Inkstain Pro – Gyana (self-released)



Inkstain Pro are a click in Melbourne well connected with the various facets of underground hip-hop around town. The album contains appearances by such luminaries of the scene, like DJ Sizzle (DJ to Seth Sentry), Julez, Hugo (best known for his work on YouTube sensation Rap News), and Dyslexic CM – known for his collaboration with Warpa!nt in hit dubstep song ‘Beddageddabeddabeat’.

Gyana is chock-full of content; there’s more to absorb than all the usual aussie-bbq-n-beer-bullshit that I personally get sick to death of hearing pumped on Triple J.

To name but a few moments. Tracks like ‘Pack Light’s pack crew heat mixed with lyrical introspection, there’s fun moments with the ebbing and towing roller-coaster lyricism between lead rapper Link Dinklage and guest Julez, Melbourne’s bass music scene shines in beats and scratches blasted by DJ Peej, and there’s DJ Sizzle’s immaculate cuts, Flipsonic + Hyina Mufasa’s hilarious psychological breaking down of dead-end bogan culture, and the ode of ‘Richtor Ricky’ containing an important message on idiotic commodore culture in our fair country.

Gyana gains a more serious tone on the subject of our chemical culture in ‘On Task’, which really got me from a shared experience in growing up in a world where recreational drug-taking is the norm, and difficulty can be had in struggling between great heights and staggering delusion. Not many songs out there really have the guts to get under the skin of this sort of taboo like Inkstain Pro do with their commentary.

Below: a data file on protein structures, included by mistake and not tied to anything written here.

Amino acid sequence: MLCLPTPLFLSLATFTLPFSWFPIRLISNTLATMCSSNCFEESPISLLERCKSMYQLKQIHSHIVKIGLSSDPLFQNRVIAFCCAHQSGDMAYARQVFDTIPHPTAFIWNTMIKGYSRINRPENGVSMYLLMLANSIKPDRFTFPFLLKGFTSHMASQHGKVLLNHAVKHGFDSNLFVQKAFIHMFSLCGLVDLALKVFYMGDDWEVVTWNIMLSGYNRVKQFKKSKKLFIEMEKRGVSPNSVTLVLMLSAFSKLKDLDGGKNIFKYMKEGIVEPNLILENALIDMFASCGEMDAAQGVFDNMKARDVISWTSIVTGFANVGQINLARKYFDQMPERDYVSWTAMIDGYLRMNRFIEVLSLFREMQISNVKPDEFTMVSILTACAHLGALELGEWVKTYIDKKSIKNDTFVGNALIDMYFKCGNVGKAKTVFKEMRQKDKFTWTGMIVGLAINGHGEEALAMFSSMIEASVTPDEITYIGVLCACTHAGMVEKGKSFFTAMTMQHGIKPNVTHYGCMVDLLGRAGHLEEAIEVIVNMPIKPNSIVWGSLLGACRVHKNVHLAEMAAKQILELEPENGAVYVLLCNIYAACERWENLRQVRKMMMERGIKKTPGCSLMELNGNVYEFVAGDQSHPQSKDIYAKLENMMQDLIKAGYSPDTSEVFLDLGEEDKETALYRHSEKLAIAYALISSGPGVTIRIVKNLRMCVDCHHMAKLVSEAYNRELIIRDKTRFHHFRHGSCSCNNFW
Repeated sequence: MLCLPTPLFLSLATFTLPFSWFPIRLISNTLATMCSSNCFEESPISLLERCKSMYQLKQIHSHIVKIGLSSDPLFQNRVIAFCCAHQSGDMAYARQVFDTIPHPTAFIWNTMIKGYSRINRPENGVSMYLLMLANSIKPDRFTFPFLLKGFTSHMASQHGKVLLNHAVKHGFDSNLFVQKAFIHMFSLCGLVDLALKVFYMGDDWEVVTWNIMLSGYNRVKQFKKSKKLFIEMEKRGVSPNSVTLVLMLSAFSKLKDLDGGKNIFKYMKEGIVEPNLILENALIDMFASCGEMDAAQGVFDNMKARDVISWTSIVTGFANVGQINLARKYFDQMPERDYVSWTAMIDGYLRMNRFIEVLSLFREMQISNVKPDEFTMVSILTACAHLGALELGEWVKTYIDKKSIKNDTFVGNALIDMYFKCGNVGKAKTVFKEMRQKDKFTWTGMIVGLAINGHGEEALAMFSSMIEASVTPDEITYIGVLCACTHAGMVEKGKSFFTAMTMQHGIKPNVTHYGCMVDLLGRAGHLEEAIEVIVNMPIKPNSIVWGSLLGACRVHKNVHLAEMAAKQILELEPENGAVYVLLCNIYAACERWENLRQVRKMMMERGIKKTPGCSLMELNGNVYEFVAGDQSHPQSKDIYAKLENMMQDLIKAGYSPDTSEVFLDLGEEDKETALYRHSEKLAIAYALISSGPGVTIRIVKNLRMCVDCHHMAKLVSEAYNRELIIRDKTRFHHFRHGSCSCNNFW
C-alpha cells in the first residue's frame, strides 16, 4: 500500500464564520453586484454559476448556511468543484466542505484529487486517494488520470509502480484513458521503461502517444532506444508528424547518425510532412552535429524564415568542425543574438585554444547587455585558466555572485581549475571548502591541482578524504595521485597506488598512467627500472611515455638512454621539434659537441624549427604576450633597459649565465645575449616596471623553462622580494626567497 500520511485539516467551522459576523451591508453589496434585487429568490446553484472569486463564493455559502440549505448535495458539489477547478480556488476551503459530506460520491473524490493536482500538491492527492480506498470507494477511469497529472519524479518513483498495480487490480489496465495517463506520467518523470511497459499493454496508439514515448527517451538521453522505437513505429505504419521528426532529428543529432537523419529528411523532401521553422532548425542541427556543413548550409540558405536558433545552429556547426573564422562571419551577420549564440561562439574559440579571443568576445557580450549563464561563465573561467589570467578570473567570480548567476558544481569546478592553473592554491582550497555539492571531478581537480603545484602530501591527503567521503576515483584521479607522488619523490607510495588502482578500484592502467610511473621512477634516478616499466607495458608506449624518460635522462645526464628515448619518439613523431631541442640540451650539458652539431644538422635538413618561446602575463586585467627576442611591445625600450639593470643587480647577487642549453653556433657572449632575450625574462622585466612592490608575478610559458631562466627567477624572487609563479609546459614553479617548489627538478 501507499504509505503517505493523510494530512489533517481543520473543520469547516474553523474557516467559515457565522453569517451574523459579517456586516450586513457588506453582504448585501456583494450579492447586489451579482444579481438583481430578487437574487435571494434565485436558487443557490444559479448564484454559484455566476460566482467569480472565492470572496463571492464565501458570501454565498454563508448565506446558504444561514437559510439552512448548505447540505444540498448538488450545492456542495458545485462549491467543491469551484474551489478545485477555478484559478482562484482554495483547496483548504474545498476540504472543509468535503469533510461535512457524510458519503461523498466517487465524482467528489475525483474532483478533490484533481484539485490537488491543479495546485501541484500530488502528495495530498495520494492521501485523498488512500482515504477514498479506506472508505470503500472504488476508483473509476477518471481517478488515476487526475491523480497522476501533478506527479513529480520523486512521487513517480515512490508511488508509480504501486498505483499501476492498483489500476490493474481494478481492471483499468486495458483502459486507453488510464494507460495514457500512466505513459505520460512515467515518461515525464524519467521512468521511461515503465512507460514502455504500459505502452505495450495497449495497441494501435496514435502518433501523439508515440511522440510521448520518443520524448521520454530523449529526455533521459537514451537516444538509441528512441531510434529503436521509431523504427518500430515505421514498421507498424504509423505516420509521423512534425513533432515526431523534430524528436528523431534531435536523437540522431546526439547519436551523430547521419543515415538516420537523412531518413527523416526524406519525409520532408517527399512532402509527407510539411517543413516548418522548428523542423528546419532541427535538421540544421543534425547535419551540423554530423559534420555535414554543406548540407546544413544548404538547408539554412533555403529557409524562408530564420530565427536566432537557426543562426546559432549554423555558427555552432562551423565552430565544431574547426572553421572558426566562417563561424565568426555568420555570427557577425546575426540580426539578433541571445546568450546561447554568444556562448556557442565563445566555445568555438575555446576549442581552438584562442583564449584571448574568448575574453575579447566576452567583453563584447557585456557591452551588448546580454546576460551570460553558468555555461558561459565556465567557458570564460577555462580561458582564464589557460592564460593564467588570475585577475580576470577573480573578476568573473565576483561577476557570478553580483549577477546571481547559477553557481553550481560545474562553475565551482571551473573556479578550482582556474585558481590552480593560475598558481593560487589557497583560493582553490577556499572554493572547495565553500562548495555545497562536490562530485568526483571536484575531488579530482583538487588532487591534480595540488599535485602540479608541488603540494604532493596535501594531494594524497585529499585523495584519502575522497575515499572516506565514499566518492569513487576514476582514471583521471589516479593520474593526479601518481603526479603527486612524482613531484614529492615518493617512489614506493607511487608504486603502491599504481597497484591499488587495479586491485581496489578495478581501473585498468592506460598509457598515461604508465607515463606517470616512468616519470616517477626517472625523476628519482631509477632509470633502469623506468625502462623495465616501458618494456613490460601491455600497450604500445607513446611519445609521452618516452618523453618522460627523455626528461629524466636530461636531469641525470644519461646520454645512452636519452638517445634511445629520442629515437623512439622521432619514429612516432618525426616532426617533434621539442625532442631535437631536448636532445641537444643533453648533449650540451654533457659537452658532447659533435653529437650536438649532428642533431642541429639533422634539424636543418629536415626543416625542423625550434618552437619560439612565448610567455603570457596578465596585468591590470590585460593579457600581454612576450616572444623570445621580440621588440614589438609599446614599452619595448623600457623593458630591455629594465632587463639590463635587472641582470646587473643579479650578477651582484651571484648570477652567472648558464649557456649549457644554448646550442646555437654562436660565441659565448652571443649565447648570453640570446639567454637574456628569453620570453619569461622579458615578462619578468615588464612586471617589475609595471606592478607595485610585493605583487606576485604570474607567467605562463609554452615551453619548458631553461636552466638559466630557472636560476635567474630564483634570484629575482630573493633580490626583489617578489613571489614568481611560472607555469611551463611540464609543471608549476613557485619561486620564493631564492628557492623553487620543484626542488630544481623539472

I could talk a lot about the other 10+ songs, but there’s only so much room here.

By the time it got up to ‘Frogs in the Pond’, Gyana seems more like a couple of works, and lost its initial impact to me. It’s not to say that the last few tracks aren’t quality, it’s just that with a sustained listen to an album that has a remarkable amount of content and thought placed in, it can wear you out mentally. An album of this length can have that effect in our contemporary high-turnover and low-concentration culture, and this might be something for Inkstain Pro to consider here for the future.

Or maybe not. Maybe it’s about learning to listen properly for once, instead of constantly regarding music as disposable in these days and times.

For those who actually still value individual works and have Gyana under their skin, this album may be just the thing everyone has been looking for in Australian hip-hop. For me, this album will require more than my usual allotment of review time to listen to it again. And maybe again, it inspired me like no other hip-hop release has in Australia for a long time now, and Triple J better get a hold of this one.

This album is free for release via Bandcamp.


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